City developing policy, procedure for admissions tax
Jeremy Lazarus | 5/4/2018, 8 a.m.
The director of the Richmond Finance Department will not seek legislation to reform the assessment and collection of admissions taxes.
Instead, John B. Wack said he is working with the office of City Attorney Allen L. Jackson to develop “a detailed policy and procedure” for staff to use in dealing with the tax and its collection.
Mr. Wack provided that information to Richmond City Council during a budget review session and restated it to the Free Press in response to a query.
The issue of the admissions tax was on council’s radar screen, but came to public attention following a Free Press report in the April 26-28 edition that Mr. Wack eliminated about $240,000 in past due taxes, penalties and interest on ticket sales for the Richmond Jazz Festival.
Mr. Wack took the action, according to sources, after finding the city’s law regarding the tax was “ambiguous” and could not be enforced against the festival.
The City Code requires that “any person receiving any payment for admission to any place of amusement or entertainment” collect the 7 percent tax, unless there is a specific exemption, such as for a museum and botanical garden.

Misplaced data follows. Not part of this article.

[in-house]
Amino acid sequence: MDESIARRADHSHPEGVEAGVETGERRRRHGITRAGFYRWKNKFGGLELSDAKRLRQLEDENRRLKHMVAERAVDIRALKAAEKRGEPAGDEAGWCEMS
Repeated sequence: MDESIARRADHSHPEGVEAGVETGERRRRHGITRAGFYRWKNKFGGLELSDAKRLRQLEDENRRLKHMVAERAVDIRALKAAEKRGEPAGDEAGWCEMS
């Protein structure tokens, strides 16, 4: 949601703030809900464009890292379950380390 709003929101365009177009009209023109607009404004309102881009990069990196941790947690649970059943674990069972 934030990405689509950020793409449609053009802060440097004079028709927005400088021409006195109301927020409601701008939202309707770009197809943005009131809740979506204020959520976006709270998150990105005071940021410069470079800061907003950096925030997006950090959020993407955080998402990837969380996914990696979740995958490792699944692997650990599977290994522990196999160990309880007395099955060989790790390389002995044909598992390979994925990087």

Mr. Wack’s decision upheld the position of Johnson Inc., the company that stages the festival. The company argued for four years that it was not required to collect admissions tax for the jazz festival because it was held at Maymont, which is exempt from the tax, according to a source. The festival rents Maymont, which is listed as a community partner for the festival and run by a nonprofit foundation.
Prior to Mr. Wack’s decision, the Finance Department had rejected Johnson Inc.’s position, found that Maymont’s exemption did not apply and had undertaken several collection efforts, the sources told the Free Press. Individual taxpayer information is not public information.
In his response to the Free Press, Mr. Wack stated that he told City Council members that he had requested “some of the City Code language be modified,” but he said the City Attorney’s Office preferred to work with his department on developing a detailed policy and procedure for his staff.
Mr. Wack said the “policy and procedure hasn’t been finalized, but it won’t be introduced as legislation.”